Thursday, January 23, 2014
"EL DORADO WEST" [PG] - Chapter Thirty-Three
The following is Chapter Thirty-Three of my story about a pair of free black siblings making the journey to California in 1849:
Chapter Thirty-Three - The Great Separation
September 3, 1849
I am in a state of shock at this moment. Today has been very traumatic for me. For all of us. The wagon party that had departed western Missouri nearly four months ago has been reduced in half. And I now find myself estranged from my brother . . . the only member of my family in this part of the country. I do not know what to do.
Earlier today, the wagon party reached a trail known as the Applegate-Lassen Cutoff. According to Mr. James, Oregon-bound emigrants have used this cutoff as a shorter and less hazardous route to that particular territory for the past three years. Mr. Goodwin added that he learned from a trapper that the trail had another cutoff. Last year, a rancher from the territory named Peter Lassen had opened up a second cutoff that would lead emigrants to his California ranch. According to Mr. Goodwin, this trail would allow travelers to avoid the Forty-Mile Desert and the worst of the Sierra Mountains.
Mr. James warned us that the Lassen cutoff is nothing more than a death trap that would lead emigrants to barely passable terrain. Both Mr. Robbins and Elias supported his claim. But when our two mountain men admitted that they had never experienced the trail, Mr. Goodwin and Mr. Moore questioned them. Both men had learned about the difficulties of the cutoff from a fellow mountain man before our departure from Independence. But since neither of them had ever traveled along that particular trail, their advice was dismissed by some members of the wagon party. However, Mr. James refused to use the cutoff and Mr. Goodwin made his move. He decided it was time we voted for a new captain for the wagon train.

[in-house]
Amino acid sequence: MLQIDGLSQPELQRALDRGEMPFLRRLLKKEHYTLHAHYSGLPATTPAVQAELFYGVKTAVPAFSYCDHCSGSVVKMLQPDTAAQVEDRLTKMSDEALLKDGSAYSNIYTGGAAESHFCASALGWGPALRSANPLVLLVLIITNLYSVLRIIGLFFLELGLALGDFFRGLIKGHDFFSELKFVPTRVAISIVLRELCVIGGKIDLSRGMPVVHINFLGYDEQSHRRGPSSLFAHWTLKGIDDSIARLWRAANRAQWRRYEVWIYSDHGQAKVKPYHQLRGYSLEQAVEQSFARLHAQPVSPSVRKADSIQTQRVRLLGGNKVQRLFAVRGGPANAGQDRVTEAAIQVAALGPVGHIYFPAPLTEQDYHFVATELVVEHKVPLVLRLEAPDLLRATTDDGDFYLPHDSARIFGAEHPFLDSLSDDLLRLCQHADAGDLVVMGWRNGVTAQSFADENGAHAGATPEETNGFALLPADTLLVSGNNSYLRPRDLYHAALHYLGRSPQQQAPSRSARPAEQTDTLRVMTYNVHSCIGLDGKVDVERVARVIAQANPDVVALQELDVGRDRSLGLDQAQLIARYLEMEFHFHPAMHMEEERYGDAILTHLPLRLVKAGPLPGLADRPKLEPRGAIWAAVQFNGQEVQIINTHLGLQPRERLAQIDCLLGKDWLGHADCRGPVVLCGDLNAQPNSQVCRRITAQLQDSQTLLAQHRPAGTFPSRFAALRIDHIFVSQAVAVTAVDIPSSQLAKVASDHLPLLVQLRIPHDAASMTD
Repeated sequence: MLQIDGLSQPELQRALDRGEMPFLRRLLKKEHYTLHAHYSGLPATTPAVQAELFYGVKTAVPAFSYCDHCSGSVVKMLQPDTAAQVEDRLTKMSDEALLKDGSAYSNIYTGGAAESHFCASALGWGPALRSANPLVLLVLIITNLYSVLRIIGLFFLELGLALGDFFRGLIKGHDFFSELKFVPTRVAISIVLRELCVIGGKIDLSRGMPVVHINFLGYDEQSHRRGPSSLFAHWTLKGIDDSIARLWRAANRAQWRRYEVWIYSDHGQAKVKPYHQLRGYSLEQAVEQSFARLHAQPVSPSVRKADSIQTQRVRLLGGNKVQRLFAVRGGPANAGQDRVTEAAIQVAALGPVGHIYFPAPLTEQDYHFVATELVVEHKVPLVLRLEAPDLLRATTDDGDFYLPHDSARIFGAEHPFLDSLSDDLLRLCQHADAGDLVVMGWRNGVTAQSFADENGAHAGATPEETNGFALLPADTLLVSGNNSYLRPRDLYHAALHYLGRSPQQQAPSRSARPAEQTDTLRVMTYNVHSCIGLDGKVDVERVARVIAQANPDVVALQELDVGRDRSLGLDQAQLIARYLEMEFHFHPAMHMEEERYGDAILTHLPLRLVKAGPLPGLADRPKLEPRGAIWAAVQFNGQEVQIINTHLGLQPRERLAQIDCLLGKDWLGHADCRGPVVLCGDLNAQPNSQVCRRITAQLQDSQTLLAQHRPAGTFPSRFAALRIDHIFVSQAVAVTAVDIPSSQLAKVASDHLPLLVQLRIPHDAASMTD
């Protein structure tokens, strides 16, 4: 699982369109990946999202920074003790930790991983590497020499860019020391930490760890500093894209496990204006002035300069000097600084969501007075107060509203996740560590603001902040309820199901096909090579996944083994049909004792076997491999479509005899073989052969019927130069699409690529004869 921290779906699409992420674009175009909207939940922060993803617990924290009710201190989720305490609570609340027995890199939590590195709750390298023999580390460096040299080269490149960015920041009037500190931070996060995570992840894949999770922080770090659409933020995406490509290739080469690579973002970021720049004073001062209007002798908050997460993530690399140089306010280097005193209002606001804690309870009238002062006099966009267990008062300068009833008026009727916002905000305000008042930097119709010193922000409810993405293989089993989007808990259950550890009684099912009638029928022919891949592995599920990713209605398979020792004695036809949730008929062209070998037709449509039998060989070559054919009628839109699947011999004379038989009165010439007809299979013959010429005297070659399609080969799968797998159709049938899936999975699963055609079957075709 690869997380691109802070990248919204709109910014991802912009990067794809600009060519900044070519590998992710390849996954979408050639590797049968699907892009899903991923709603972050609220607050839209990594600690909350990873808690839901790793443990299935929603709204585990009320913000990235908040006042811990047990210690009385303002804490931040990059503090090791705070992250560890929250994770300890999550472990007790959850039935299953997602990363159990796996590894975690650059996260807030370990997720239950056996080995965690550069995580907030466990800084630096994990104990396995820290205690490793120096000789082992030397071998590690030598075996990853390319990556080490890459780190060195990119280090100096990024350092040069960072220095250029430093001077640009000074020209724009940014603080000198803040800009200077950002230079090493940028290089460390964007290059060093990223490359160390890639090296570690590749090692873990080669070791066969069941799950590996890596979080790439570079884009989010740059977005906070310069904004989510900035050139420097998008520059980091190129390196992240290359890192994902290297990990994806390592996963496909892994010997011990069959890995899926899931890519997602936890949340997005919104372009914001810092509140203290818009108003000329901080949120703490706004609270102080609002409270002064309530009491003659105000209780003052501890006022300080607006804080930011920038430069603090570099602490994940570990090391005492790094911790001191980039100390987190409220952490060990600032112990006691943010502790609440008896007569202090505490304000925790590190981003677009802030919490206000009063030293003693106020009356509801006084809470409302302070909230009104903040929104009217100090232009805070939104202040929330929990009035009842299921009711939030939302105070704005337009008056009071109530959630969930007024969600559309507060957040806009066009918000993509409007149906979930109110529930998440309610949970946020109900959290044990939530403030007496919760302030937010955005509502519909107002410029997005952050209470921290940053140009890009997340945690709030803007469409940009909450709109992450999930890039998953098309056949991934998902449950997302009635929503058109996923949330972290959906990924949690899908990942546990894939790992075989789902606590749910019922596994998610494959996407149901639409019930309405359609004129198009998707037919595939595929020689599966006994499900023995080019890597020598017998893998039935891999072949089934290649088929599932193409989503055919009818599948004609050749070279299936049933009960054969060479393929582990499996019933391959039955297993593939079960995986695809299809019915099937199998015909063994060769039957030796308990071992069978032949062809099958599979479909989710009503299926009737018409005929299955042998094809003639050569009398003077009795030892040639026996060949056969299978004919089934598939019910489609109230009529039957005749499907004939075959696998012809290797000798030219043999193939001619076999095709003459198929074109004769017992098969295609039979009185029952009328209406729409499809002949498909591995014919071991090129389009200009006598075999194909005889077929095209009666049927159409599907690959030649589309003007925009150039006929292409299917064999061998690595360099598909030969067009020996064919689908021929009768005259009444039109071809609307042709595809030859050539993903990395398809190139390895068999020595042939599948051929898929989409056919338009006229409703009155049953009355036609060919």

I am thankful to say that Mr. Goodwin failed to gather the right amount of votes needed to win. I noticed with some dismay that Benjamin had voted for Mr. Goodwin. How could he vote for some Southerner, who just three months earlier, tried to get Elias arrested as a runaway slave? Vote against Mr. Robbins? As for Mr. Goodwin, he refused to take defeat gracefully. He announced his plans to use the Lassen cutoff. Mr. Moore and Mr. Bryant decided to join him. So did one of the Palmer brothers. That was a surprise. I think the older brother, Richard, was shocked that his younger brother would leave the wagon party. But he refused to follow Mr. Goodwin. On the other hand, Mr. Cross, who continued to recover from his wound, shakily announced his attention to remain with the Robbins wagon party.
To my utter surprise, Benjamin volunteered to join the Goodwin party. I was in shock. I had no desire to spend the rest of this journey without the escort of experienced frontier men such as Mr. James and Elias. And I told him so. Benjamin brusquely reminded me that as the female member of our family, I had no say in the matter. Well, I proved him wrong. Without saying a word, I removed my personal belongings - including my money - from our wagon and asked the Robbins if I could travel with their wagon. Benjamin tried to force me to stay with him, but Elias stepped in and came to my rescue. As for Miss Guilbert, she volunteered to replace me as Benjamin's traveling partner. Good riddance.
The new Goodwin party broke off from our wagon party about a half hour before we continued our journey along the Humboldt River. Watching Benjamin and the others disappear into the horizon, a lump formed in my throat. I could not help but wonder how our father would receive the news of our separation. I do not know. Perhaps it was for the best, considering Benjamin's earth shattering revelation about his feelings for me. Despite my revulsion, a part of me wondered if I would ever see Benjamin again.
End of Chapter Thirty-Three